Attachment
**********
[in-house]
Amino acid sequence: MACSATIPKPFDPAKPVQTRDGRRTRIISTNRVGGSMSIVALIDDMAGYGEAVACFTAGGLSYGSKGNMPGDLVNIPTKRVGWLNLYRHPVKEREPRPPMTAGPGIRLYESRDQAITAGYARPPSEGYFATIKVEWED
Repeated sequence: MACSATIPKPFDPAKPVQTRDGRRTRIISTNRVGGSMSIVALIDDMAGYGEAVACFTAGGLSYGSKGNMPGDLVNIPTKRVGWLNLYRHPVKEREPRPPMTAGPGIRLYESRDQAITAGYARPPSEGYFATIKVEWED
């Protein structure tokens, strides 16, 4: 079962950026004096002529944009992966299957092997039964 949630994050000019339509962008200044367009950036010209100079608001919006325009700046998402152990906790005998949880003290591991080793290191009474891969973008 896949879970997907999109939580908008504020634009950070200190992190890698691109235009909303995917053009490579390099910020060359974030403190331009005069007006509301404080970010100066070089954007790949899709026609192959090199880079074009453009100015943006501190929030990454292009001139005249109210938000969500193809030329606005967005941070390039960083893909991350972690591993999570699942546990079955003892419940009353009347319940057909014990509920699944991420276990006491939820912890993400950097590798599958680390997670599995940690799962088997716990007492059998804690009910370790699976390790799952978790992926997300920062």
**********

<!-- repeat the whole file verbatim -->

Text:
[in-house]
Amino acid sequence: MACSATIPKPFDPAKPVQTRDGRRTRIISTNRVGGSMSIVALIDDMAGYGEAVACFTAGGLSYGSKGNMPGDLVNIPTKRVGWLNLYRHPVKEREPRPPMTAGPGIRLYESRDQAITAGYARPPSEGYFATIKVEWED
Repeated sequence: MACSATIPKPFDPAKPVQTRDGRRTRIISTNRVGGSMSIVALIDDMAGYGEAVACFTAGGLSYGSKGNMPGDLVNIPTKRVGWLNLYRHPVKEREPRPPMTAGPGIRLYESRDQAITAGYARPPSEGYFATIKVEWED
């Protein structure tokens, strides 16, 4: 079962950026004096002529944009992966299957092997039964 949630994050000019339509962008200044367009950036010209100079608001919006325009700046998402152990906790005998949880003290591991080793290191009474891969973008 896949879970997907999109939580908008504020634009950070200190992190890698691109235009909303995917053009490579390099910020060359974030403190331009005069007006509301404080970010100066070089954007790949899709026609192959090199880079074009453009100015943006501190929030990454292009001139005249109210938000969500193809030329606005967005941070390039960083893909991350972690591993999570699942546990079955003892419940009353009347319940057909014990509920699944991420276990006491939820912890993400950097590798599958680390997670599995940690799962088997716990007492059998804690009910370790699976390790799952978790992926997300920062």